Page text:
En route to a big wall climb in remote Queen Maud Land, where I assumed that nothing but birds and occasional people ever visited, we discovered this mummified crabeater seal – more than 100 miles inland and 5,000 feet above sea level. There is no way any Antarctic predator could have carried it here, because anything big enough can only swim, and neither could it have blown here, because the incessant winds here almost always howl away from the South Pole (hence the polished ice.) The only explanation is that it propelled itself this far just through sheer perseverance and flipper-power. Talk about being tragically misguided!
Sometimes I just get lucky. On the Fourth of July I joined friends for a picnic at their house above Bozeman and the sky celebrated with a light show. Every one of these pictures was shot between 8 and 11pm without even leaving their back porch (except for lighting our own fireworks.) They do have a pretty nice view!
During a miserable 6-week climbing expedition to peaks above the Chilean fjords, violent storms sometimes trapped us with little to eat in cold, dripping snow caves. At our hungriest, we rationed freeze-dried eggs and triple brewed tea bags off the floor.
Pickings were better at sea level. Once, we spotted a fishing boat and traded a bottle of pisco for some shellfish gathered by a SCUBA diver. But there was a deadly Red Tide. “How do you know these are safe?” we asked.
“We have a laboratory!” exclaimed the captain proudly. Inside his filthy wheelhouse was a big tin can containing three mice. “We feed them the mussels and if they die, we go home.”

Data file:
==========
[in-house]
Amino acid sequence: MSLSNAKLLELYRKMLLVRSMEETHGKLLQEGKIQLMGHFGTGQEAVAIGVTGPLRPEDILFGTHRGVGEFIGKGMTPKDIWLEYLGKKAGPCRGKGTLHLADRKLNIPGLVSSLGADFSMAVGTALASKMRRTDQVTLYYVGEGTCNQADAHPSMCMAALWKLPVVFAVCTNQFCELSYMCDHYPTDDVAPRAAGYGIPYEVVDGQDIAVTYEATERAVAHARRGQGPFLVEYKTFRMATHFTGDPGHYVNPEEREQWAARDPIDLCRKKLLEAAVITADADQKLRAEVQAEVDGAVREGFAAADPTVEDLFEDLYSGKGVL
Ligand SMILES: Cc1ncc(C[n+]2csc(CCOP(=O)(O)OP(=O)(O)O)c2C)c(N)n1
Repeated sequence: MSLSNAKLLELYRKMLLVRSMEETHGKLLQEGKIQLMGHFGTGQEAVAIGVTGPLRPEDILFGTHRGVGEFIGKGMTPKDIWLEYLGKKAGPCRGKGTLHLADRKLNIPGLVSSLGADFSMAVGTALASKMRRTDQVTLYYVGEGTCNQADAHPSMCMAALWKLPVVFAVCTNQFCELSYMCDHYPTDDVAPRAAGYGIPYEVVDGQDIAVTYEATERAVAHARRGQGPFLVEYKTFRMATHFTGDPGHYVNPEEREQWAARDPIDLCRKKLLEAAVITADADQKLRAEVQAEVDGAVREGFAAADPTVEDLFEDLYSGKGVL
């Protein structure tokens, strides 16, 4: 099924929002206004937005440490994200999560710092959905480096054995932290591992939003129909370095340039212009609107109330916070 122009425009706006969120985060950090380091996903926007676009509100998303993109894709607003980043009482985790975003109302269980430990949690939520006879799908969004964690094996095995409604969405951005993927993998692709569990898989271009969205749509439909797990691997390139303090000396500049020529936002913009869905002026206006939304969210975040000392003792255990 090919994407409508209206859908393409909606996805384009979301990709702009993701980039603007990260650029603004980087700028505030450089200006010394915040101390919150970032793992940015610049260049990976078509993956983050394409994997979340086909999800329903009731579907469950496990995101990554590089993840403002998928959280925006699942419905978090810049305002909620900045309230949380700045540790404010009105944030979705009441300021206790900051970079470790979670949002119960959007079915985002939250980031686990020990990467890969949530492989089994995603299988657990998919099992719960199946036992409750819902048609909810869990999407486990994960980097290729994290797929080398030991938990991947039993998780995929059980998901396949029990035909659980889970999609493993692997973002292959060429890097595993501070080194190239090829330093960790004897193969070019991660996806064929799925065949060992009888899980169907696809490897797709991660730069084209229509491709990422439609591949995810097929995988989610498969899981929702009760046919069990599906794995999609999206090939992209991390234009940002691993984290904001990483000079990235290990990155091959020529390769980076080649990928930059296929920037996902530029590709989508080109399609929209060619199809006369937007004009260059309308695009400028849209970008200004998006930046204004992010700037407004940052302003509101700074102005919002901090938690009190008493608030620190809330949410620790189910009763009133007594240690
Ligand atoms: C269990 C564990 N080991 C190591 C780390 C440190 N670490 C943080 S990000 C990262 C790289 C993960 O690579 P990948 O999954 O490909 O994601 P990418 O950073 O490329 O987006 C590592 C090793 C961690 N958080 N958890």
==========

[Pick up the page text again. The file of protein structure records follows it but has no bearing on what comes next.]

In both cases, though, little matter. When you’re hungry, you eat what’s there!
Hello everyone! I am excited for the opportunity to share more of my favorite photography, stories, tips and thoughts. I will do my best to update this with some of my favorite photography. Especially little know or never-published images. In fact, I have just recently rediscovered some of these images after years of sitting in the AlpenImage stacks. I would also like to share some of the interesting and unique stories behind these images. I would love any feedback and will do my best to answer any questions. Thank you for your support and the more importantly in your interest in the art of photography.
Weekly Photo 7/15/11
It seems fitting to begin my new series, “Photo(s) of the Week” with one of my earliest published images: “Songs of the Vertical Desert.” I made this in 1974 in a tiny bathroom/darkroom while I was still a student UC Santa Cruz (way before PhotoShop!) The climber is near the top of Half Dome, morphing into Tibetan Buddhist monks from Nepal.